Sunday, February 26, 2006

UC Senate reports/letters about the transition of the UCRP-LANL funds

Dear Doug,
Thanks for keeping this blog going. I get a lot of good information from it. The web site below has some UC Senate reports/letters about the transition of the UCRP-LANL funds to LANS and the propriety of who is in charge. I thought you might want to put it on the blog so folks know what the status is.

http://www.universityofcalifornia.edu/senate/reports/lans.ucrs.0206.pdf

Kandy Frame
aka: Need2%more


Comments:
Interesting letters.

But they do not address the internal separation of NON-transferring funds.

The Academic Senate is rightfully concerned about (appearance of) conflict of interest in deciding on the amount to be transferred to LANS.

But they make no mention (at least in these letters) of the wholly internal issue of creating a "separate but equal" UCRP-LANL for those who are currently retired or inactive vested, or those who might choose to retire or go inactive rather than move to LANS.

Funds that will be moved to LANS will surely be only done based on actuarial necessity (minimum $$ to meet federal requirements).

A further internal split of UCRP-LANl would have to be on the same basis as the funds-to-LANS (else a legal trap is sprung).

Therefore, since UCRP is still over capitalized, the UC Campuses can only benefit from such an internal split.

I cannot see any such split (UCRP vs. UCRP-LANL vs. LANS) surviving the inevitable legal challenges, but then again, in the past I could not see a lot of things that are now clear.
 
Well I guess this sums up all wonders:

Under the terms of the contract that DOE awarded to the Los Alamos National Security LLC (LANS), employees at the Los Alamos National Laboratory are required to leave the University of California Retirement System (UCRS) and have their pensions and associated financial obligations and assets transferred to LANS.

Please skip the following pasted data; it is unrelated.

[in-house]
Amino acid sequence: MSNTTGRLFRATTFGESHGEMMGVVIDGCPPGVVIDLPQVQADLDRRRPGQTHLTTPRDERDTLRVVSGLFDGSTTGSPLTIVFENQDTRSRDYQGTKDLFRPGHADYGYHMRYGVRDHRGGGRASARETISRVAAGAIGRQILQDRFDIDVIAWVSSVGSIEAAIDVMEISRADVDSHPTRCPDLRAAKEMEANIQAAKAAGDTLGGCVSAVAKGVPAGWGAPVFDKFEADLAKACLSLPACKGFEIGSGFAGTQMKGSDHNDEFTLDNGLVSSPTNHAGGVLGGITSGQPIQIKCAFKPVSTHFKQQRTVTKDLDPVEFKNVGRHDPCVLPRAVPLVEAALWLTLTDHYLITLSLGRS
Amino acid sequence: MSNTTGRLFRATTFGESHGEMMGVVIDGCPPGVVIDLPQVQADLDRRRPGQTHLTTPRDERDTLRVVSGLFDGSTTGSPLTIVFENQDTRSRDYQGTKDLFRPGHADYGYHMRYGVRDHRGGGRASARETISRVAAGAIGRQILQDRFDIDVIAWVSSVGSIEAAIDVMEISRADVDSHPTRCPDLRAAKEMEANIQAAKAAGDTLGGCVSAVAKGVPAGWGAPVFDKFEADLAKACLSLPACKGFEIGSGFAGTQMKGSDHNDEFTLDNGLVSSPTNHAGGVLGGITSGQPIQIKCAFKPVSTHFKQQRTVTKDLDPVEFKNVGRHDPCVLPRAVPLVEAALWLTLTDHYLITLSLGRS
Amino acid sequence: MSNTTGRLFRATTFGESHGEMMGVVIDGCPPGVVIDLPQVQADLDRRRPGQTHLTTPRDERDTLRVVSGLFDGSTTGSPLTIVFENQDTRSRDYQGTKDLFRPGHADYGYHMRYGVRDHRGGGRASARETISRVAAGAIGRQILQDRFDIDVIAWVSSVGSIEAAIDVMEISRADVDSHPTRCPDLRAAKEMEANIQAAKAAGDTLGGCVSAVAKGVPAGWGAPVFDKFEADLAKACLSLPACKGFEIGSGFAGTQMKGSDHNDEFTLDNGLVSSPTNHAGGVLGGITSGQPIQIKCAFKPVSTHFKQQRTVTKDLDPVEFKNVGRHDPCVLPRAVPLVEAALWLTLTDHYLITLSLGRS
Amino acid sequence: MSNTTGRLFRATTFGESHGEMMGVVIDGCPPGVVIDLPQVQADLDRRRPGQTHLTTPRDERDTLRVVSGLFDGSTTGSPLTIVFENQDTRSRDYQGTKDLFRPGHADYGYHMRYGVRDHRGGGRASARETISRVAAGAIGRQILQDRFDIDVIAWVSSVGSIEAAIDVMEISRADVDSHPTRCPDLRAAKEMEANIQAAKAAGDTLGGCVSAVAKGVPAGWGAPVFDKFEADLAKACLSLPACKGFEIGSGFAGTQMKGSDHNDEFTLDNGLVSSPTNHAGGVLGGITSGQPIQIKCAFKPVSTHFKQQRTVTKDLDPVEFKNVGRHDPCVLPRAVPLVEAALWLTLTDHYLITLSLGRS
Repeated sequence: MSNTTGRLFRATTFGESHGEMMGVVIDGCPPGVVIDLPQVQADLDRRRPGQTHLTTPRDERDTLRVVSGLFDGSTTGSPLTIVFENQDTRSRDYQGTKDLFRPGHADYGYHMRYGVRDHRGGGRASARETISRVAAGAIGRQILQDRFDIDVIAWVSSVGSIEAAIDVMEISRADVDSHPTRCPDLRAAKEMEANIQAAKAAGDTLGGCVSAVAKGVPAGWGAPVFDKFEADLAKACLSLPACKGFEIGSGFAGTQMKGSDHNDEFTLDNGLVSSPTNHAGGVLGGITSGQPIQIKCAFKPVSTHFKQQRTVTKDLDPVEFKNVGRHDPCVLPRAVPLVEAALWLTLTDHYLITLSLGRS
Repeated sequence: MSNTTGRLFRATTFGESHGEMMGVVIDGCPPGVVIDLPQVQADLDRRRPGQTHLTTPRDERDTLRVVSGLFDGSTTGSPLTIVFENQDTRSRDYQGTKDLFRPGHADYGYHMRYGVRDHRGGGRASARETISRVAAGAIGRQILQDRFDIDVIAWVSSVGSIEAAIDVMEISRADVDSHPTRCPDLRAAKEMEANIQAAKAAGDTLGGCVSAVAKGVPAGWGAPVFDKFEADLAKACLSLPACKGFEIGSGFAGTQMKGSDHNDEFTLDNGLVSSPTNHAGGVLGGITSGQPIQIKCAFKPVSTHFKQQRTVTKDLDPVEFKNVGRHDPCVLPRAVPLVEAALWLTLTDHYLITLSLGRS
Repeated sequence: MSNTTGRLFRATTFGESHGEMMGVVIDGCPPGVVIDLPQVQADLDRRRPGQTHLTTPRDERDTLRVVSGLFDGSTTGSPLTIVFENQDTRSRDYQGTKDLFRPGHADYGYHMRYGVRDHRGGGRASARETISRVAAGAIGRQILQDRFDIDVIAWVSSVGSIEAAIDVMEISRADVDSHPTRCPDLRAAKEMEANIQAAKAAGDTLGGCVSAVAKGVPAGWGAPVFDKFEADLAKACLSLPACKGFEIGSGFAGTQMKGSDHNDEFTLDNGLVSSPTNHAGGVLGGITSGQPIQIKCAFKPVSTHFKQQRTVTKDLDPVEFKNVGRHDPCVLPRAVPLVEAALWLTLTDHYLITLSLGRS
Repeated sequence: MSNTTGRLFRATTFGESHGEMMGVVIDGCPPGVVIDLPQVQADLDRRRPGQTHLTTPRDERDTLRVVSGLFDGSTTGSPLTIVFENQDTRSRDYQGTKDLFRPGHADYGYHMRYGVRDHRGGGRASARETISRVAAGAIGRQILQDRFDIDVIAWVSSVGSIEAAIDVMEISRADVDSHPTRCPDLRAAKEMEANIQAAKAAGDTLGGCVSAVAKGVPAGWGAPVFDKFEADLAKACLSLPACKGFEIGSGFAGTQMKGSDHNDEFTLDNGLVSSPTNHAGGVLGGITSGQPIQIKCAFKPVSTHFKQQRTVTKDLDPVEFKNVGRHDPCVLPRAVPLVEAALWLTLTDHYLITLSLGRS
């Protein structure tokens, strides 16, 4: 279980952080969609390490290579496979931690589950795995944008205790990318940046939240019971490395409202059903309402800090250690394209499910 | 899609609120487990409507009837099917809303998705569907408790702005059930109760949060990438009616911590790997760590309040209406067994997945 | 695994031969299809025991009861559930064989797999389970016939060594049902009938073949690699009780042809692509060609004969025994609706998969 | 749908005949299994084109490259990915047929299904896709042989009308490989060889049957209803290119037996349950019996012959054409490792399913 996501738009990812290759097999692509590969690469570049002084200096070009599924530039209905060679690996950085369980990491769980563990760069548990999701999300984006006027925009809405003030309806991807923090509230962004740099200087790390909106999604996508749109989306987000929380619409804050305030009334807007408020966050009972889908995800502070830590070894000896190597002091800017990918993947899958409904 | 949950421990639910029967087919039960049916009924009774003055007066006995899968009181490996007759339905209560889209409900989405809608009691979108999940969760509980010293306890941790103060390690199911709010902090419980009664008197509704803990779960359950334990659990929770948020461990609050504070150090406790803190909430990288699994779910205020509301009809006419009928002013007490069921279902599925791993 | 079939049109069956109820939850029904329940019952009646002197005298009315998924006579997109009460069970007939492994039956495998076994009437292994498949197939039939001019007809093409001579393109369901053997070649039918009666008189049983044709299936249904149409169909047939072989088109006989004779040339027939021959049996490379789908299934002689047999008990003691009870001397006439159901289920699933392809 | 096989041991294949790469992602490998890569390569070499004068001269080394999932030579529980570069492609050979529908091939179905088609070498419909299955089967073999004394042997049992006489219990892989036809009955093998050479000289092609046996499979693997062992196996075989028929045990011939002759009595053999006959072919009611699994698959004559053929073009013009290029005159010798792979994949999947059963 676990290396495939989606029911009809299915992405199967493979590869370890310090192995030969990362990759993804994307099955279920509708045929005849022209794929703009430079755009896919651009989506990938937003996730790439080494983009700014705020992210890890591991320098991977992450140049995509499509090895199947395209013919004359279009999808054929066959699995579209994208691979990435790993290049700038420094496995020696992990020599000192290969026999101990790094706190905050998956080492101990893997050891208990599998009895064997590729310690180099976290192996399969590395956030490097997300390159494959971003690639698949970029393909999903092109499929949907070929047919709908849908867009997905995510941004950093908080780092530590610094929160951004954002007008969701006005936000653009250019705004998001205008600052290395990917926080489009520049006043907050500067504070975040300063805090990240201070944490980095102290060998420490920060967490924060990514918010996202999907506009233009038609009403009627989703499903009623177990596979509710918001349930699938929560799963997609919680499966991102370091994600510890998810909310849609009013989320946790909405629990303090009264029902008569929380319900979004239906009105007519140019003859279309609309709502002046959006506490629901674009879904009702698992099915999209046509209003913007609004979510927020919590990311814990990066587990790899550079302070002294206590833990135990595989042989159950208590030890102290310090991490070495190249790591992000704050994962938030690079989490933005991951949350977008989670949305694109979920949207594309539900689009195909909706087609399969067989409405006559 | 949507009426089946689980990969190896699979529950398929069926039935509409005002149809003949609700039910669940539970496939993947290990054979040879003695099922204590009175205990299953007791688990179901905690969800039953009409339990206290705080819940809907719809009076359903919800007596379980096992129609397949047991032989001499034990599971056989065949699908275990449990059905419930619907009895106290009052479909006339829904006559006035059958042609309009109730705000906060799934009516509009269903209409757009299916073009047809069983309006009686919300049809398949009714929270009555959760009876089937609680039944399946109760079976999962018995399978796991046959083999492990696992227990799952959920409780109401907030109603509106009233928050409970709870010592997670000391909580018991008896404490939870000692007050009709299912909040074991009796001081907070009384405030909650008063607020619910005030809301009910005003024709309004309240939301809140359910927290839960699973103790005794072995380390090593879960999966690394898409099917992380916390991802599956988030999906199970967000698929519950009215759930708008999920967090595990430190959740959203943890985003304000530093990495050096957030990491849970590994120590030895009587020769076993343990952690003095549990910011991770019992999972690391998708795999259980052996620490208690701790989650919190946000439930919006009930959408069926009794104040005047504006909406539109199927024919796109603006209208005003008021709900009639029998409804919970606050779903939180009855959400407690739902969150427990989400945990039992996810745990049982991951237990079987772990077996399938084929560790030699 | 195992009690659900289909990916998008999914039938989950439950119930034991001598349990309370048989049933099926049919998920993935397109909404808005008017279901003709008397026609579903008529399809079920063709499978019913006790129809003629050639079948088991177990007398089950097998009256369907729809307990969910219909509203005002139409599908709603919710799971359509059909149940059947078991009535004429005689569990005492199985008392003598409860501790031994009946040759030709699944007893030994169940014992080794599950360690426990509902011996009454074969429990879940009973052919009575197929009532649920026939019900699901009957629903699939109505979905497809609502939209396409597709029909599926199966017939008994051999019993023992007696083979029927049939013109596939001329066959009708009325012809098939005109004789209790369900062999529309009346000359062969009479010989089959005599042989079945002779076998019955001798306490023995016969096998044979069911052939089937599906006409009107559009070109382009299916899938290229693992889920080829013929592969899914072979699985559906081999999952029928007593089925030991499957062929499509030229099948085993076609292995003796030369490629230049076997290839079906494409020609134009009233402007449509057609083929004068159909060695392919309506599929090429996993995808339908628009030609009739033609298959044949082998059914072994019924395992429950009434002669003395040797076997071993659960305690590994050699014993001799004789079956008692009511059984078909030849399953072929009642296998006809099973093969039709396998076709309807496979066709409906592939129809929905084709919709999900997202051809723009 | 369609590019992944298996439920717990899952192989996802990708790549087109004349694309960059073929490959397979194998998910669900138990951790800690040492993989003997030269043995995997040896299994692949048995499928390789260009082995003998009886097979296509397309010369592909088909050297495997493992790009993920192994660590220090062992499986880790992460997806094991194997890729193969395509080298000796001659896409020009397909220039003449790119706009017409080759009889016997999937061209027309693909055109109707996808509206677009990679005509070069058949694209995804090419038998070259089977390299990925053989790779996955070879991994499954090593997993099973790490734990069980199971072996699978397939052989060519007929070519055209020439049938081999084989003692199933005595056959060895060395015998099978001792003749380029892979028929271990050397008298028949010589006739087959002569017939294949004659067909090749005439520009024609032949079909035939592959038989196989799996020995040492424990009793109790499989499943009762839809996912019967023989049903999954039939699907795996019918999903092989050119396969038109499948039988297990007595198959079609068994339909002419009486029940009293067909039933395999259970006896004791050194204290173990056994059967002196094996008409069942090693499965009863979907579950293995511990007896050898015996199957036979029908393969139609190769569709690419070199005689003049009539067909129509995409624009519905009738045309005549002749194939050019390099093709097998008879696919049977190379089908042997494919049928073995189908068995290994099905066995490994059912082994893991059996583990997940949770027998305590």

Submitted to inputonlansbenefits@doeal.gov:

This message is not about the specifics of either plan, even though a couple of specifics are mentioned. Rather it is about the long-term viability of the nuclear weapons enterprise under these plans.

Becoming an experienced nuclear weapons designer takes many years and is essentially a career commitment. There are really only two employers where you can ply this trade (legally) -- LANL and LLNL.

In the past, these have essentially been one employer, and career retention has been excellent under that employer (UC). But this is changing as of 6/1/06. It will likely change further when the LLNL contract competition is completed. The biggest change will likely be in the ability to retain essential skills in the job long enough to ensure complete expertise.

The LANS TCP2 does not appear to provide the necessary benefits required to keep talented staff at LANL working in a field in which they can not publish nor talk about their work for an extended career. The only "longevity" factors in TCP2 is access-only to retiree health care after 10 years and a 1-2% into the 401(k) for 5/10 years respectfully. Since this is essentially just a 2% deferred raise, it isn't much.

By bending to the trends of "portable" benefits and therefore "portable" careers, you are essentially encouraging everyone (transferring and new hires) to continuously consider the benefits of moving on.

Furthermore, by capping TCP2 to be essentially equal to its "peer" group, you inadvertantly are encouraging future LANS staff to be mobile, since they can get the same (or better) elsewhere.

Therefore, when the last of the nuclear weapons designers retire under TCP1, there will be no more (experienced) designers at LANL. And since the LANS proposal is the harbinger of the future, shortly thereafter, there will no no (experienced) weapons designers at all.

Now would'nt that play havoc with our nuclear deterrent. If I was a Russian or Chinese strategic thinker considering the future, this would be of great interest: "Just hold out for 10 more years, then push hard."